A Letter You Will Never Get…

Dear Dad,

I was reflecting back the other day on all the things you taught me growing up and I wanted to take sometime to jot down my appreciation to you.

I first want to thank you for the way that you taught me to behave. I never realized how effective it was when I was young, but now I see. The way you would get really frustrated at me for my disobedience and vent all that frustration back at me. I thought it was really neat how you would try to mask your anger at me by saying you were “just frustrated” at me, all the while doing it in an angry tone. I knew you were angry, but I appreciated you trying to soften it up with the euphemism. I love how you interpreted every act of disobedience by me as a willful act of rebellion towards you, like not putting away my bike after playing for hours. I can’t be sure, but you were probably right in thinking that was a silent coup d’etat, and not just a kid being a kid. I am sure that I was actively trying to remove you as authority in my life. So again, being “frustrated” at me and being personally offended by my actions were probably the only appropriate heart posture. I see that now.

I loved how you taught me to be fully engaged when talking to you, guests, or my brothers and sisters. The way you were always checking your phone at dinner, on Facebook during our afternoon conversations, or how you would check sports scores while we were riding together in the van, taught me that to get your attention I needed to do something really big. You showed me the overall superiority of technology and how easy distracted we can sometimes get by people and deep relationships. You helped me see that valuing technology would be a needed skill since it will ever be changing and always be fighting for my attention.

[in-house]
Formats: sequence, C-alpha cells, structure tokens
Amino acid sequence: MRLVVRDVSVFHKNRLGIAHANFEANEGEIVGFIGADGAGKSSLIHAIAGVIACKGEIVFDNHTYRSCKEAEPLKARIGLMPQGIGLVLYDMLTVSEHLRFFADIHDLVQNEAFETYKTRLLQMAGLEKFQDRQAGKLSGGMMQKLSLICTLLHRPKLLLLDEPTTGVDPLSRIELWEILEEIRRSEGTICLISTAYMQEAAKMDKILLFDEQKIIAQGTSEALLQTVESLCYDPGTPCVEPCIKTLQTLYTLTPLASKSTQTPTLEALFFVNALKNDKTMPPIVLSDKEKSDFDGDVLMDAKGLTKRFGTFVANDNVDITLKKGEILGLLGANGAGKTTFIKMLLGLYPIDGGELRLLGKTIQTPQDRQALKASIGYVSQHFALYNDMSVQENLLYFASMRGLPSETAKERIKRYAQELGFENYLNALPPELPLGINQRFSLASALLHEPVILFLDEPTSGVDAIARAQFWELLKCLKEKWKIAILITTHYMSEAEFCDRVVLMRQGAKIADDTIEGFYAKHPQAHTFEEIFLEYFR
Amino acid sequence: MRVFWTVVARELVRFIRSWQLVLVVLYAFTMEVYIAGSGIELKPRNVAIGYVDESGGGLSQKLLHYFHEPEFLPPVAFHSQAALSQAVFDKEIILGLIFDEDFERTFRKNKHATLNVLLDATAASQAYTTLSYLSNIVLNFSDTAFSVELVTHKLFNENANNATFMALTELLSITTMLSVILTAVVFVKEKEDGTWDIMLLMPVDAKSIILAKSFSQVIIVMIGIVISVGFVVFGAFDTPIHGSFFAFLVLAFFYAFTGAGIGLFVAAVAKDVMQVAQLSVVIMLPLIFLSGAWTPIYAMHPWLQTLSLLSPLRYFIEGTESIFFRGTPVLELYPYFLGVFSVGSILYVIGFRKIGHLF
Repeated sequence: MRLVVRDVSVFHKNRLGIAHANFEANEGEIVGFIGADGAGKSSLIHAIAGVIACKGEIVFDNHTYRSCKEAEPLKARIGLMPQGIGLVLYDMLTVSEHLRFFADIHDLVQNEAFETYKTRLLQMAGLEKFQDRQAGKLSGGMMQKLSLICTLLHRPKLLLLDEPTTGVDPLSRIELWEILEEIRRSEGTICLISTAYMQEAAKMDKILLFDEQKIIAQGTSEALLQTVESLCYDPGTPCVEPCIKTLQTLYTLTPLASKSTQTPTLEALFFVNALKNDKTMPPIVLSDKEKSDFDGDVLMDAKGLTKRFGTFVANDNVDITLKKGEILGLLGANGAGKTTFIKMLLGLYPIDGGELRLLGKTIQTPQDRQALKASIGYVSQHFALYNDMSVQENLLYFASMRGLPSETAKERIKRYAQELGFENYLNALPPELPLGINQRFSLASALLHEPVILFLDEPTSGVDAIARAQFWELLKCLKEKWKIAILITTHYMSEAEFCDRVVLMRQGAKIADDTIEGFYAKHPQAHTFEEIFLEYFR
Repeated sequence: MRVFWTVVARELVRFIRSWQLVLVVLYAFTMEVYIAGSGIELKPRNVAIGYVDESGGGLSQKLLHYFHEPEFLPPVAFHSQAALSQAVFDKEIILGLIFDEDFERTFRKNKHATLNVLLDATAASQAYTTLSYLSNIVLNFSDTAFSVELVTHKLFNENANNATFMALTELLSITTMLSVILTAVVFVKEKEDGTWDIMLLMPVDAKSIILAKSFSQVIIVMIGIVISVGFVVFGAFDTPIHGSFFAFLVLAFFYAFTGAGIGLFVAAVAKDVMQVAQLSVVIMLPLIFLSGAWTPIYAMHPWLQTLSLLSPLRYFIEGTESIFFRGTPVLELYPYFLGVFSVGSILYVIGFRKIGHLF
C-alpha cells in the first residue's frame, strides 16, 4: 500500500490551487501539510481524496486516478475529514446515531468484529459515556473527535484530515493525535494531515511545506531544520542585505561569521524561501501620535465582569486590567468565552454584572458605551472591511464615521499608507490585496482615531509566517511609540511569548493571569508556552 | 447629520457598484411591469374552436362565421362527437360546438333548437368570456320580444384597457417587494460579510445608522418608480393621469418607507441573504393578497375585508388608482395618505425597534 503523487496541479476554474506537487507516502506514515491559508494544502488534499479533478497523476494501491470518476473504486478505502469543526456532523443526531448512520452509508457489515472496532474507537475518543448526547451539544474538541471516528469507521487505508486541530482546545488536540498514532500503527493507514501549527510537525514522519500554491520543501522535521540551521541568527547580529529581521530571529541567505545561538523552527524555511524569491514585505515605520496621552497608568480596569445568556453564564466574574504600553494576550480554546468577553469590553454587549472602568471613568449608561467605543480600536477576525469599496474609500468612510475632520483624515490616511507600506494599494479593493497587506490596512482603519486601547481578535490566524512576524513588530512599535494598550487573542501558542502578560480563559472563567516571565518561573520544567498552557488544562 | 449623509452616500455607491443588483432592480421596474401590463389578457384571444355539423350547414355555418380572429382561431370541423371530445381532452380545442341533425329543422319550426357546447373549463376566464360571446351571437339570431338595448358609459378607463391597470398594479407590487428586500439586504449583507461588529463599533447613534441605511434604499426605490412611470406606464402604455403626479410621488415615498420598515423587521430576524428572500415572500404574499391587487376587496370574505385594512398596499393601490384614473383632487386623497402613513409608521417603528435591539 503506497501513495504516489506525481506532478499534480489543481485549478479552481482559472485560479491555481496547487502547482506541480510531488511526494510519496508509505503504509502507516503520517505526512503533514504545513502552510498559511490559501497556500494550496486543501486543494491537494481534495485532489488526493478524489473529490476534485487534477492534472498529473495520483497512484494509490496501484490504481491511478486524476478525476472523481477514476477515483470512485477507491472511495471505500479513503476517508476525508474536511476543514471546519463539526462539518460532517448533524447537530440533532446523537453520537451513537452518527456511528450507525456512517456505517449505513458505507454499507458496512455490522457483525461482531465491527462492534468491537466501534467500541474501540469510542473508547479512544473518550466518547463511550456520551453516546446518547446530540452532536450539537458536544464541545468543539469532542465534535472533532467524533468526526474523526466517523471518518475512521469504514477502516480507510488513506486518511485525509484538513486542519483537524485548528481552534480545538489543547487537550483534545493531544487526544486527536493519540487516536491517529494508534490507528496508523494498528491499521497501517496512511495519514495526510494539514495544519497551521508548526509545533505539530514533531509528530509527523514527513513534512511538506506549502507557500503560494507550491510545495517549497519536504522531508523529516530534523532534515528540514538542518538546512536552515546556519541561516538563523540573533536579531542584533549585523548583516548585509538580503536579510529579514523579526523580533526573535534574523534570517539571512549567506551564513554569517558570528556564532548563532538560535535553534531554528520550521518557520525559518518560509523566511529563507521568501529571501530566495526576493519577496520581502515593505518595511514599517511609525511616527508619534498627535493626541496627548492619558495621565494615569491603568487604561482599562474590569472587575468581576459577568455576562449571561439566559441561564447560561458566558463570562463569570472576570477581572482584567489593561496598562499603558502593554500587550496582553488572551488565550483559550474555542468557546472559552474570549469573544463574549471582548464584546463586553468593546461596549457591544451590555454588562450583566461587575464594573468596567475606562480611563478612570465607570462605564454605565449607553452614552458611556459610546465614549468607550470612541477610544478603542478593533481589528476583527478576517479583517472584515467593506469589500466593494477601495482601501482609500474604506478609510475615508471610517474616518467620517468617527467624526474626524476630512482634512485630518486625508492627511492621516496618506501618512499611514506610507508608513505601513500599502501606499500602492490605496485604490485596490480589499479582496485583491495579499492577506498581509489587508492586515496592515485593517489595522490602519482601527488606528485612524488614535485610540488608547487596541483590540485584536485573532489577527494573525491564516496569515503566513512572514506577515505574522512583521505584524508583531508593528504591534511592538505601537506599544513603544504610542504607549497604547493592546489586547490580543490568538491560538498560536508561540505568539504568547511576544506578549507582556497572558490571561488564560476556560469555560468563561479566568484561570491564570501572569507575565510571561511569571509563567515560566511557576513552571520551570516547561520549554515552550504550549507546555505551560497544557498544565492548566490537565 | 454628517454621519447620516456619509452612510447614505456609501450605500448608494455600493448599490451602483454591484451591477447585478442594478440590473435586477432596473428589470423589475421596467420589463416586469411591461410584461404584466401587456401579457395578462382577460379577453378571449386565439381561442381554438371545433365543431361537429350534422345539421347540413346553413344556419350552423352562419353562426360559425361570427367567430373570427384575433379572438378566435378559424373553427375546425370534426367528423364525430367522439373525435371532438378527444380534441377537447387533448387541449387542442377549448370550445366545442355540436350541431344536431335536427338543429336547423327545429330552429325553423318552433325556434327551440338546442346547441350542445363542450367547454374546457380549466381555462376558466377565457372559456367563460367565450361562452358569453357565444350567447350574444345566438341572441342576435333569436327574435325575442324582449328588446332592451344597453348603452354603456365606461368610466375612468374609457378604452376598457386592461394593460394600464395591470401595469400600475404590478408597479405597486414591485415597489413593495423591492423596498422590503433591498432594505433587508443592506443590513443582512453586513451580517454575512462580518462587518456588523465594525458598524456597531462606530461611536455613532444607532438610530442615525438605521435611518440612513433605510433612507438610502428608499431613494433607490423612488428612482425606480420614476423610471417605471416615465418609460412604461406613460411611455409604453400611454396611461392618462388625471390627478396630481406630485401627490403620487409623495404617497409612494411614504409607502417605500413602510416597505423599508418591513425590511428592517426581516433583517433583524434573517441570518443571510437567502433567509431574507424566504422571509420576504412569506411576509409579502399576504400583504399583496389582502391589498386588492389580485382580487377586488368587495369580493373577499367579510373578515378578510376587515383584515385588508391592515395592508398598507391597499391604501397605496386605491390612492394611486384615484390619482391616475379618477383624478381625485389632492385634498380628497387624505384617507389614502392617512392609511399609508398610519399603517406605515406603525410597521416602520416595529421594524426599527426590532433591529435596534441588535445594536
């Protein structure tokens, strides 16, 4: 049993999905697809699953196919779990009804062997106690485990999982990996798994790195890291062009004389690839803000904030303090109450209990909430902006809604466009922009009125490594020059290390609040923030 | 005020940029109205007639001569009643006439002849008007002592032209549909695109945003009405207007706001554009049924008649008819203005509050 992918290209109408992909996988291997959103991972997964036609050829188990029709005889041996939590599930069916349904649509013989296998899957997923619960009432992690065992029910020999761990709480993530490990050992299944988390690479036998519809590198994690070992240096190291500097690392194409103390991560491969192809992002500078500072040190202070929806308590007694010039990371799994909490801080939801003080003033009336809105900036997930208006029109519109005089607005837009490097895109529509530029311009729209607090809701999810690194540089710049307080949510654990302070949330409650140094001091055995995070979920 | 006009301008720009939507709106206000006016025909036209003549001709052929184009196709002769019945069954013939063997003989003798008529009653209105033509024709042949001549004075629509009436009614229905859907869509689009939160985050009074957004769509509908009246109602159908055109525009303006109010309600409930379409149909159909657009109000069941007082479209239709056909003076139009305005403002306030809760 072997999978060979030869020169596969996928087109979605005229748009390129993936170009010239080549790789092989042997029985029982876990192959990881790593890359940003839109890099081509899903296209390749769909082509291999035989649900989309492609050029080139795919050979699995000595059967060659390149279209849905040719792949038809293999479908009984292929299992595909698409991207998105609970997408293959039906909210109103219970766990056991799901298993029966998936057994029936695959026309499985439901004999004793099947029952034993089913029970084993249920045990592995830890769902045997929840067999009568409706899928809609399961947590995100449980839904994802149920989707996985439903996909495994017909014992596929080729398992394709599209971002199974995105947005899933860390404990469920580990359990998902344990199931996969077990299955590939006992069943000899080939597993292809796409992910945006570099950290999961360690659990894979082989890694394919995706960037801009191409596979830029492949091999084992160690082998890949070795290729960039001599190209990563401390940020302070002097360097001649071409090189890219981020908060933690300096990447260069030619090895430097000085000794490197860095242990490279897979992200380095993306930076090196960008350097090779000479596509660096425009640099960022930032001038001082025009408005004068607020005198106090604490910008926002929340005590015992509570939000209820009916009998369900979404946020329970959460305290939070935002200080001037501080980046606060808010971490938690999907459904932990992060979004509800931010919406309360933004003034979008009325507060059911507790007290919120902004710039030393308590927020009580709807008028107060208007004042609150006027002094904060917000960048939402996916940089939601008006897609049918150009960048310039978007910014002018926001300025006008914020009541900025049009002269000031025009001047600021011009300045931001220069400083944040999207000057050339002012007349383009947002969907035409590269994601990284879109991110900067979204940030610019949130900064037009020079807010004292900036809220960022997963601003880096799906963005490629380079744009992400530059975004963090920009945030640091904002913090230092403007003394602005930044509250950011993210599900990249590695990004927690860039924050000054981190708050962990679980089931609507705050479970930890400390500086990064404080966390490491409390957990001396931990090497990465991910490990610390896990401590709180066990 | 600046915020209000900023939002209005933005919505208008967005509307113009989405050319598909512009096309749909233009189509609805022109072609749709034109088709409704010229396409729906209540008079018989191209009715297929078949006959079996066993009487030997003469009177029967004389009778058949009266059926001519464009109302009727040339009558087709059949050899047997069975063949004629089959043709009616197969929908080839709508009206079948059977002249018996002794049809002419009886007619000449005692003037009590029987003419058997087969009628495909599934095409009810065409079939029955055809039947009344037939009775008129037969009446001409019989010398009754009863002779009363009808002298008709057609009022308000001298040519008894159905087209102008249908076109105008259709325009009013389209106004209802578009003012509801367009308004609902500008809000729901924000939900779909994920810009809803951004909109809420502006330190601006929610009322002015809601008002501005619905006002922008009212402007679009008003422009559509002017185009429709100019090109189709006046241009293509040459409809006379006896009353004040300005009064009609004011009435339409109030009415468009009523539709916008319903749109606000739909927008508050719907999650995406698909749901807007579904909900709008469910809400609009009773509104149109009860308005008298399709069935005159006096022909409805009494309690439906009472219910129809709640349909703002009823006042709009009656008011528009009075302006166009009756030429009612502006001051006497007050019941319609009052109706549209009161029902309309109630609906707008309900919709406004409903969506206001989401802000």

I loved the way you taught me anything new, like sports. I felt so encouraged the way you would expect me to know how to do something the first time I tried. I love how you would show your confidence in my ability to pick up something new the first time, by getting so, you know, “frustrated” when I didn’t get it as soon as you thought. That really helped me out. It showed me that you had higher expectations for me than were even possible. I also appreciate the overall emphasis that you put on sports too. I can remember thinking that I was more than just what I could do physically, but you showed me different. My value is found on the court, or the field, or the track, depending on the season.

I could go on and on. How you taught me about relationships with girls by leaving me to figure it all out myself. That really helped me see that getting your heart tangled and broken a couple times is a great primer for marriage. Or the way you taught me to lead my family by expecting to be served. Of course, all good leaders deserve respect and service from others. I also loved the way that you were able to keep the things we did on Sunday completely separate and apart from anything else we did in our lives. I always disliked those kids that had a fully-formed worldview. I am glad that we were able to enjoy both the secular and the religious without ever sacrificing the two.



PS. You left your Harry Chapin CD here. I really loved that first song about the Cats in the Cradle. Poor kid.


About Todd Van Dyke

Father, Husband, Son, and most of all lover of Christ.
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